"Rosie" is the rash that covered the bodies of those afflicted with the plague. "A pocket full of posies" were needed to cover up the smell/stench of disease and dead bodies all over London.
"Ashes, ashes, we all fall down" refers to nearly 15% of the London population that was killed by the black plague.
The Old Woman Who Lived in a Shoe
There was an old woman who lived in a shoe.
She had so many children, she didn't know what to do;
She gave them some broth without any bread;
Then whipped them all soundly and put them to bed.
This rhyme (1797) is really a story of naughty children who go around murdering the elderly. At first glance, it looks like a poverty-stricken woman is trying to provide food and discipline to her children.
When the lights go out, the next stanzas take a creepy turn and tell of the children's revenge on the old woman by killing her. Thus, the children are free of the old woman and her harsh discipline.
Does this resonate in times today when there are many children who murder their parents for various reasons, sometimes the reason being the harsh treatment they receive from their parents?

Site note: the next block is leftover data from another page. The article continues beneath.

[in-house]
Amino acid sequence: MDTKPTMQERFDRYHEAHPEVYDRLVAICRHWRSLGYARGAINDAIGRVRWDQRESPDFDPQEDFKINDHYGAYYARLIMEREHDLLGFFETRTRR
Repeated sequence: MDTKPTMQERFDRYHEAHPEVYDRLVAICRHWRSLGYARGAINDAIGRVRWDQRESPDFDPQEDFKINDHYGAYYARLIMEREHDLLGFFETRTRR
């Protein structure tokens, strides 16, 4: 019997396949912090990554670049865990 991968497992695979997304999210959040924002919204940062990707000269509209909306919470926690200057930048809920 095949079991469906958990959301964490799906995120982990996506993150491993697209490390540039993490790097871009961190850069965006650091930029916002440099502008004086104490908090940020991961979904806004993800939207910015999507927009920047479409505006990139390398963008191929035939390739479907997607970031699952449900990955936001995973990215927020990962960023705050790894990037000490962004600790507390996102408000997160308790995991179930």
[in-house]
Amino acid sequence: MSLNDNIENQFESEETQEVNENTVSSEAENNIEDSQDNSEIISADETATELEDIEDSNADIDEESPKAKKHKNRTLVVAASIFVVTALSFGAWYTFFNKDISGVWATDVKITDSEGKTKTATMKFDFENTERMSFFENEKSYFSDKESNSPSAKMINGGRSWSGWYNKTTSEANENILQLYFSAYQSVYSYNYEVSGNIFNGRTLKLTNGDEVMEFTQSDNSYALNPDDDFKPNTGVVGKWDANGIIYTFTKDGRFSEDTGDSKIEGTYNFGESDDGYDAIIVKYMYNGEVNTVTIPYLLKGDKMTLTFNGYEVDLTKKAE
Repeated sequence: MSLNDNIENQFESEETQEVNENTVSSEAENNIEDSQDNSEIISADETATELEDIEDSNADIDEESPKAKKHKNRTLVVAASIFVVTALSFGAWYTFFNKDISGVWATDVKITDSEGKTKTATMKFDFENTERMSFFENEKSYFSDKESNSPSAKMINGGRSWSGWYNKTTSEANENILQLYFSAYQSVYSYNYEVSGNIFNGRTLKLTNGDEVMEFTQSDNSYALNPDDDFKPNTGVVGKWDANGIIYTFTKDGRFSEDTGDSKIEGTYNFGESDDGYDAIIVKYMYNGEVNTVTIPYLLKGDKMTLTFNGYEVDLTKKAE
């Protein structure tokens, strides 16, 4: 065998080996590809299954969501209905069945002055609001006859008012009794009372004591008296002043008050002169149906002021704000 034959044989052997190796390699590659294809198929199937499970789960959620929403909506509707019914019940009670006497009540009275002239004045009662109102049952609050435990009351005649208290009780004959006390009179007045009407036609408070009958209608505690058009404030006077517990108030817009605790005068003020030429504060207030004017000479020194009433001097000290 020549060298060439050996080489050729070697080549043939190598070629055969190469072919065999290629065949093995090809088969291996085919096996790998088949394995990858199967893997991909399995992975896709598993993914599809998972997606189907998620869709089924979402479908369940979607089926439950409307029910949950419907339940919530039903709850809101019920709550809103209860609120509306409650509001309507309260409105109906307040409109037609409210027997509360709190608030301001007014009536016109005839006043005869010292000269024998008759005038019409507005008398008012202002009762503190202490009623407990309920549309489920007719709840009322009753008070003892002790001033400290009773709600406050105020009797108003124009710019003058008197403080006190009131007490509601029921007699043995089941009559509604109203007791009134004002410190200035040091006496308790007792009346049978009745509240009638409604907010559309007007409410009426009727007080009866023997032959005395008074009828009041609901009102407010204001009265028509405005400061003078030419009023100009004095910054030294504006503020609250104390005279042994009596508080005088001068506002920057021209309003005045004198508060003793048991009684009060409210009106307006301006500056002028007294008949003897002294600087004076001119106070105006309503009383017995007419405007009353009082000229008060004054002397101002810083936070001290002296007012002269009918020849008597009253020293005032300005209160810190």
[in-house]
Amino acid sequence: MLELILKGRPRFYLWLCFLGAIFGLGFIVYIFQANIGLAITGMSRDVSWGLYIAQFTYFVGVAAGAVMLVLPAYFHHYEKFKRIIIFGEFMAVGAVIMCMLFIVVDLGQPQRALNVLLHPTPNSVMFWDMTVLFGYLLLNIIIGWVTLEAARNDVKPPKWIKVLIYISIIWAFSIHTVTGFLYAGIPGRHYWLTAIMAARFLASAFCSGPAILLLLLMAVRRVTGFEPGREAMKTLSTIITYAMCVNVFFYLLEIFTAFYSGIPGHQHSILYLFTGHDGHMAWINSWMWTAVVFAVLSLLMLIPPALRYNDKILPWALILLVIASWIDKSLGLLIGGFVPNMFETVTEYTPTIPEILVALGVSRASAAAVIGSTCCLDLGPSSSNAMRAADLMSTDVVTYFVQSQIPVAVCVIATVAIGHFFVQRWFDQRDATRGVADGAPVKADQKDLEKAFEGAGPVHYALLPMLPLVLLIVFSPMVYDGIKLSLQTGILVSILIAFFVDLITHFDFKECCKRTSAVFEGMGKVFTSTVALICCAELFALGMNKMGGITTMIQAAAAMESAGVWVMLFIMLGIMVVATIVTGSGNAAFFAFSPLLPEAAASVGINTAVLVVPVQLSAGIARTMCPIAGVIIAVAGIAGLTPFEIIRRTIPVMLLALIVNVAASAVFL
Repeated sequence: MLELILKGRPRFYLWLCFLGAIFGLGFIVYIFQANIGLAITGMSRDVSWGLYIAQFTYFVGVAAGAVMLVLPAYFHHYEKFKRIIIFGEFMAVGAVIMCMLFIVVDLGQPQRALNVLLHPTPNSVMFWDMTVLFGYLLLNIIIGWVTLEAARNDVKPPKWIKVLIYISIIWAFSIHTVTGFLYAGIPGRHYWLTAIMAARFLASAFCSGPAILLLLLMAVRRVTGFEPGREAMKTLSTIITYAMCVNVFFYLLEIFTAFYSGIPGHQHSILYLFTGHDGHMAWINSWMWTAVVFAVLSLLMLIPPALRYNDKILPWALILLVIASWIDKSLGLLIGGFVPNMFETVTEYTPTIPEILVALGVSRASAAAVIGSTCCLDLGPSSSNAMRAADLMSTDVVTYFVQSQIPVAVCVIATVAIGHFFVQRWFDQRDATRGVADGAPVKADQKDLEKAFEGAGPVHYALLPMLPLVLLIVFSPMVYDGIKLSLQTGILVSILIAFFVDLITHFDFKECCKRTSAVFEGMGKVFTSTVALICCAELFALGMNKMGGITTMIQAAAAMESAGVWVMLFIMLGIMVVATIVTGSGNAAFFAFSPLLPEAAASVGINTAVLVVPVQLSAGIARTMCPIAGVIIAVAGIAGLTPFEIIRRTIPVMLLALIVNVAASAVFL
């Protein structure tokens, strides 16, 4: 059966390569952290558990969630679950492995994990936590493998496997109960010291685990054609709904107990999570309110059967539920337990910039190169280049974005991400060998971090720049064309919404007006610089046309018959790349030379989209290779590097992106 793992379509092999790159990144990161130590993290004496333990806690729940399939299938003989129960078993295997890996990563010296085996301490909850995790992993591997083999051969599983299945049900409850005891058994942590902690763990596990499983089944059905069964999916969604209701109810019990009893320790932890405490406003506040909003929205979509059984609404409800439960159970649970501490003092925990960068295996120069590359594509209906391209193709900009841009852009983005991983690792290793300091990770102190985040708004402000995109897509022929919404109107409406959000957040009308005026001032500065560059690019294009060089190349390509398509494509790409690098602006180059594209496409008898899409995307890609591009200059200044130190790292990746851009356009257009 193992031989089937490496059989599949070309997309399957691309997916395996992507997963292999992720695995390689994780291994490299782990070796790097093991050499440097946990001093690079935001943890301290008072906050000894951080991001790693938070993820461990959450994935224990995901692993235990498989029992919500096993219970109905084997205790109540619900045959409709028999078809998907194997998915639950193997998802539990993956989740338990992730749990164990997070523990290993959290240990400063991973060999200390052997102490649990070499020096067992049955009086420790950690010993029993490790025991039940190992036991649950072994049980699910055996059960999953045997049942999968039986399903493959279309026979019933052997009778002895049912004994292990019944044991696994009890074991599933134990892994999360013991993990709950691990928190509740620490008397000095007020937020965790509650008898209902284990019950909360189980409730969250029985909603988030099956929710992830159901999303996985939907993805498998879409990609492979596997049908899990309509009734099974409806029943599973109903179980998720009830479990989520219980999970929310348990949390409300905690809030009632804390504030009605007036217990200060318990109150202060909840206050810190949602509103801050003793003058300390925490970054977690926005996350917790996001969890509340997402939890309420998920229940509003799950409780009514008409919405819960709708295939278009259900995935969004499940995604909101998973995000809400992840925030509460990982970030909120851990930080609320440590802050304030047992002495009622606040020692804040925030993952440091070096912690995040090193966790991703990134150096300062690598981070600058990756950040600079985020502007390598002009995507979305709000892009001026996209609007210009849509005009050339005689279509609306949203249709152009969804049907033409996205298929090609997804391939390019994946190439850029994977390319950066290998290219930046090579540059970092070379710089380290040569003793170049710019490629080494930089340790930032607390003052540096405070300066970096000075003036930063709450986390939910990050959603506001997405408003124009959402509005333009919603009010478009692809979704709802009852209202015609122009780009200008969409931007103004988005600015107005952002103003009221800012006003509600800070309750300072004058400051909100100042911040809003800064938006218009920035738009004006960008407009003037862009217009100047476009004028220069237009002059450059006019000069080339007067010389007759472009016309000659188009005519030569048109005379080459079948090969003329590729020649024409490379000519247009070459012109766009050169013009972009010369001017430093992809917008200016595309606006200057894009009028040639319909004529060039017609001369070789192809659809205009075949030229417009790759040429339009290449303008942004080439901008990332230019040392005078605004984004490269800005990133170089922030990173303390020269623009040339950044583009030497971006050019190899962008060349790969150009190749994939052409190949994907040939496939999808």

The secret history of nursery rhymes reflect actual events in history and over the years the secret meanings have been lost. As the reader can see, the nursery rhyme was used to parody the royal and political events and people of the day.
The humble rhyme was used as an innocent vehicle to quickly spread subversive messages that if spoken plainly out loud would be cause for treason and ultimately death. The rhyme allowed free speech in a day when any remark against a monarchy would mean losing one's head.
A rhyme is short, sing-songy and easy to remember and easy to verbally pass down from generation to generation. And, thank heavens for that, because today we have the rhymes to read and sing to the children of today.
Not every single rhyme we know today had a secret meaning. But, these are just a few examples of nursery rhymes that do have double meanings.
Note: Watch the video below made by Disney Studios that explains more nursery rhymes and their secret meaning.